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Casio Unisex Quartz Watch with White Dial Analogue Display and Black Resin Strap MQ24/7B
Casio Unisex Quartz Watch with White Dial Analogue Display and Black Resin Strap MQ24/7B
Offered by 7dayshop Limited
Price: £5.38

5.0 out of 5 stars good for school, 22 July 2013
Verified Purchase(What is this?)
This is not jewellery, or bling and will never be a family heirloom. This is a tool that does one thing well - it displays the time accurately and clearly, and I think it has an aesthetic appeal as a result. As a bonus, you can wear it while swimming.

At 11, my son had managed to lose his children's watch, but his school required him to have a watch, to encourage punctuality. So I bought him one of these. Within a year he had lost this one, too. As a watch was still required, I bought him another. This one lasted two and a half years, showing signs of having resisted a few knocks, until the strap broke and simultaneously the battery ran down.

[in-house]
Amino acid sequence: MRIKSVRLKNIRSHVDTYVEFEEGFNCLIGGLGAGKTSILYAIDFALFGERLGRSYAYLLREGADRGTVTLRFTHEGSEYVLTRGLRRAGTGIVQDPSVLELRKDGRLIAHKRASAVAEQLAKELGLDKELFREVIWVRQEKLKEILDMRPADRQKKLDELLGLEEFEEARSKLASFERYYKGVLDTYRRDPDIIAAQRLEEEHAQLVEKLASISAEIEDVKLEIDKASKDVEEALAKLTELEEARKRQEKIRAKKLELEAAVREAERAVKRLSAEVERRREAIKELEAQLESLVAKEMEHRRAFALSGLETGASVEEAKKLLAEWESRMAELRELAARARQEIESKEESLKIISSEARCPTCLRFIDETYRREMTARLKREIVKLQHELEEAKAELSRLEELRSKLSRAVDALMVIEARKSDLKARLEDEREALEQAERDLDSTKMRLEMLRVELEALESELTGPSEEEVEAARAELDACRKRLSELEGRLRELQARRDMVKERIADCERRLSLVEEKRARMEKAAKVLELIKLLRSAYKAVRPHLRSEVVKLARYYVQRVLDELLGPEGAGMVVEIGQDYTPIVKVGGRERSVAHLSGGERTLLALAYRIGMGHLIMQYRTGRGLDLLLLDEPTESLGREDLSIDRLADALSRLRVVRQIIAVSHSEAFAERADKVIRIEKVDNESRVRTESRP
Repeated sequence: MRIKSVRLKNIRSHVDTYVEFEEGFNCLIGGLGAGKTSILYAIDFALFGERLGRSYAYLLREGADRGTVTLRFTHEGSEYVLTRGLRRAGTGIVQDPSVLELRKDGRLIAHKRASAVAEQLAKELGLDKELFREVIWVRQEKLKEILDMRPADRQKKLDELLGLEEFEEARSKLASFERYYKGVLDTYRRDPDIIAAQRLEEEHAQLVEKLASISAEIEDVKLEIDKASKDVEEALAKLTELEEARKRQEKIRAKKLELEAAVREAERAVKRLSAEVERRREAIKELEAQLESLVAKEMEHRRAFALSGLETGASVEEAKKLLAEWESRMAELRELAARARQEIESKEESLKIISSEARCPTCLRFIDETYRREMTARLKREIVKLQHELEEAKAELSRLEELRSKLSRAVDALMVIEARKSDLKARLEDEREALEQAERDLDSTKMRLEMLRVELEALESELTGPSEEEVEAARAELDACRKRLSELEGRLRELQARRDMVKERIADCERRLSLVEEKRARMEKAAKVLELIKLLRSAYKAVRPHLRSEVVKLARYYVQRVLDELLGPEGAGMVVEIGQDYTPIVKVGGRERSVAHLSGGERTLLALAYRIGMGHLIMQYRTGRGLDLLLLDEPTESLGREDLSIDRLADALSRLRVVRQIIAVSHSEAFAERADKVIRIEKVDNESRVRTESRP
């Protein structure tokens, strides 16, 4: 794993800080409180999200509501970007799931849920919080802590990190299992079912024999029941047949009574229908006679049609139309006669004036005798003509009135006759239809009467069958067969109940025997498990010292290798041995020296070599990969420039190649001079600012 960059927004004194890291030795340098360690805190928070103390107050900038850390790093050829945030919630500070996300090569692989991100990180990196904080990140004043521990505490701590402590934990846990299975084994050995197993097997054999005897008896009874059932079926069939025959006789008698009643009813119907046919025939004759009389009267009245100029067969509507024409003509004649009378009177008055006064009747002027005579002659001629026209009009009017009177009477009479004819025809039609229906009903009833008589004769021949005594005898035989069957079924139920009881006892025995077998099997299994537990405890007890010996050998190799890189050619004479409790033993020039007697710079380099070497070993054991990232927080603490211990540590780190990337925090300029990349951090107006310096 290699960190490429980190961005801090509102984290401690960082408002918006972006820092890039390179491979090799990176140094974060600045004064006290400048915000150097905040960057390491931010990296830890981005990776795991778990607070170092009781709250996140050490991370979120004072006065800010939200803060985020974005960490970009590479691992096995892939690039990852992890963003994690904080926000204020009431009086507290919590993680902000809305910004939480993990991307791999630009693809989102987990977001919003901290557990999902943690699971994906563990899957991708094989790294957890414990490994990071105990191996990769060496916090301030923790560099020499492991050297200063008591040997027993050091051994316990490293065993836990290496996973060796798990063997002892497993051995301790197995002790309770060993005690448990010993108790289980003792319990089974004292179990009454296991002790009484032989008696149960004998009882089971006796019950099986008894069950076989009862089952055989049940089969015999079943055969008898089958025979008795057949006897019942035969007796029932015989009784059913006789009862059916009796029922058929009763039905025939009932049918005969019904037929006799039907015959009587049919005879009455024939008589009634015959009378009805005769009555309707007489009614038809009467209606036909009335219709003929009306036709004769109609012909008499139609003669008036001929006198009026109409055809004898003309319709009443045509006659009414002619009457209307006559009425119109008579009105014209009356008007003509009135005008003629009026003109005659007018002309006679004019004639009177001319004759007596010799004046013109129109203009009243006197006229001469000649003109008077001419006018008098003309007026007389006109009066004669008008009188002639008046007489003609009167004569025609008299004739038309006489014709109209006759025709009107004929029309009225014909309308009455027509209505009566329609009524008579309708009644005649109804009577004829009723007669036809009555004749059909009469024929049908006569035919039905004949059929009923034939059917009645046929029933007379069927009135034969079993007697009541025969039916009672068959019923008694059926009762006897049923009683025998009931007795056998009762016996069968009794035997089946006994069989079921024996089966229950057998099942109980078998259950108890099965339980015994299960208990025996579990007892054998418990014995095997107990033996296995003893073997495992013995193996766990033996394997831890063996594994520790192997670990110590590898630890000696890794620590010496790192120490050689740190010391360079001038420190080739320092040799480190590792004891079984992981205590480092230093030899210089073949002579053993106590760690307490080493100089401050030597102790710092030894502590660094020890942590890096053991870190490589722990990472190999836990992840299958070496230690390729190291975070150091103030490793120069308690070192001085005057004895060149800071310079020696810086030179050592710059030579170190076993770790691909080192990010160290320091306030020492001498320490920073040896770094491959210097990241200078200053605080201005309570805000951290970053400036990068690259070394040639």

As others have noted, it's cheaper (or at least more convenient) to buy a replacement watch. As my son had failed to lose this one, I asked him if he would like to choose a new watch, by way of reward. He chose another MQ-24-7BLL.

Feb 2015, update: again, the strap and battery have both given up at about the same time. 18 months life this time round, a little disappointing, but I still consider it value for money.
Mar 2015 - just realised it's covered by a 2 year guarantee. Amazon are sending a replacement, first class, no quibble.

Appleby Talking (Inspector Appleby Mystery)
Appleby Talking (Inspector Appleby Mystery)
by Michael Innes
Edition: Paperback
Price: £6.99

1 of 1 people found the following review helpful
1.0 out of 5 stars disappointing, 22 Sept. 2009